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Pro athletes pay an average of $1 million apiece in taxes, new study finds

Jay Busbee
The Turnstile
Athletes pay large tax bills

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LeBron James will be paying plenty in taxes on April 15.

As you head to the post office or the IRS's website to pay your taxes, spare a thought for America's poor athletes, who are paying an average of $1 million apiece in taxes each year.

All right, "poor" doesn't really properly describe someone who makes enough to pay seven figures in taxes. A new study by Fields of Green, a USA Today project, indicates that NFL, NBA and MLB athletes will pay a total of $3 billion in taxes on their 2013 income. (For reference, the IRS will collect an estimated $2.5 trillion in income taxes for 2013.) Athletes' total salary in those three sports is estimated at $9 billion.

As Fields of Green notes, most athletes' income is taxed at the highest rate, 39.6 percent. They'll also pay an extra 0.9 percent on income more than $250,000 to help pay for the Affordable Care Act. Deductions only take the total rate to about 33 percent, leading to the $3 billion tax figure.

State taxes add an entirely new wrinkle. Many athletes pay exorbitant state taxes, which is why teams in Florida and Texas, with no state income tax, have an edge in recruiting free agents. Tiger Woods changed his state of residency from California to Florida early in his career to avoid California's high taxes; Phil Mickelson last year hinted that high taxes could force him to move from California.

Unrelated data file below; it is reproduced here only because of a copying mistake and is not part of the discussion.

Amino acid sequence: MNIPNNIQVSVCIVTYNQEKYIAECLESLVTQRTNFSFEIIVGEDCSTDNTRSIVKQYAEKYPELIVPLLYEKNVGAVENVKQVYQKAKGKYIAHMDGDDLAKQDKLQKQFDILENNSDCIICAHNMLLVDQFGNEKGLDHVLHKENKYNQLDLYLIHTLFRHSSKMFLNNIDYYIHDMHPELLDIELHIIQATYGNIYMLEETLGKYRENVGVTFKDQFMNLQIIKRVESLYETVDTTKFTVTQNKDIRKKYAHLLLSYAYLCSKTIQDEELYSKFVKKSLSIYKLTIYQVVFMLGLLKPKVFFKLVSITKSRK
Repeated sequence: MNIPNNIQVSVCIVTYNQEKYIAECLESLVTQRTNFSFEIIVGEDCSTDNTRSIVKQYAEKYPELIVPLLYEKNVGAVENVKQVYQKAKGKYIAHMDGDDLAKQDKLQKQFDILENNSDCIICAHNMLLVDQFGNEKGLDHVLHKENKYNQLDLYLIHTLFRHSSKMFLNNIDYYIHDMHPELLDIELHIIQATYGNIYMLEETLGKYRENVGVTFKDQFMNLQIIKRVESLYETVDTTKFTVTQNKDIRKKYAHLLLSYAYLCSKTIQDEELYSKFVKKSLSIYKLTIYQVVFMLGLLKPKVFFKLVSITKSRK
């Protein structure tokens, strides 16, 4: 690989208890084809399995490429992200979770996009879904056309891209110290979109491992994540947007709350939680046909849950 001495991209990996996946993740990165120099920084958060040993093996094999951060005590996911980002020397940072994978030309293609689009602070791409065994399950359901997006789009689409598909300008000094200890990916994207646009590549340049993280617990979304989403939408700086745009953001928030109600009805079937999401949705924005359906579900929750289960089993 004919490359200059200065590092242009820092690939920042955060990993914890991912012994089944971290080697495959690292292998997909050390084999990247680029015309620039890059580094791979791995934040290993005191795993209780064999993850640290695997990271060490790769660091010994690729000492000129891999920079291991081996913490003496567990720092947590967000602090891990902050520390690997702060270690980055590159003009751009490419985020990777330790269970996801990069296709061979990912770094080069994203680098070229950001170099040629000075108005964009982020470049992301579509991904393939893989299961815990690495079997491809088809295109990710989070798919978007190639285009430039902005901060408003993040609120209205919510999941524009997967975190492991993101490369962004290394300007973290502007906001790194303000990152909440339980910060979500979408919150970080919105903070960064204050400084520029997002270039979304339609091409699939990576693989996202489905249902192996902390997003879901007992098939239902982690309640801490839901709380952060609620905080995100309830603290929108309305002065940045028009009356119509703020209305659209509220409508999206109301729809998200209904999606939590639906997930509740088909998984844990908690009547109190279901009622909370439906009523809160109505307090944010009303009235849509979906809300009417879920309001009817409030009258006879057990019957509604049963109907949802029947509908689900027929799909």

Yes, it's tough to feel bad for someone who's got half a dozen zeroes in his paychecks. The problem comes in when these athletes don't realize that these paychecks aren't indefinite. “Wages for athletes can be huge but are earned over a relatively short period of time,” said Mitchell S. Halpern of O’Connor & Drew in Massachusetts. “The battle with an athlete is, if he’s making $10 million and taxes take half of that, he’s taking home $5 million. Is that paid over a lifetime? No. And their rate of spending can be, well, it’s amazing how much some guys can spend.”

Teams generally only withhold 25 percent of paychecks for taxes, and that can often leave athletes with a bit of tax shock come April 15. For their sake, they hopefully won't complain publicly about it.

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Jay Busbee is a writer for Yahoo Sports. Have a tip? Email him at jay.busbee@yahoo.com or follow him on Twitter.

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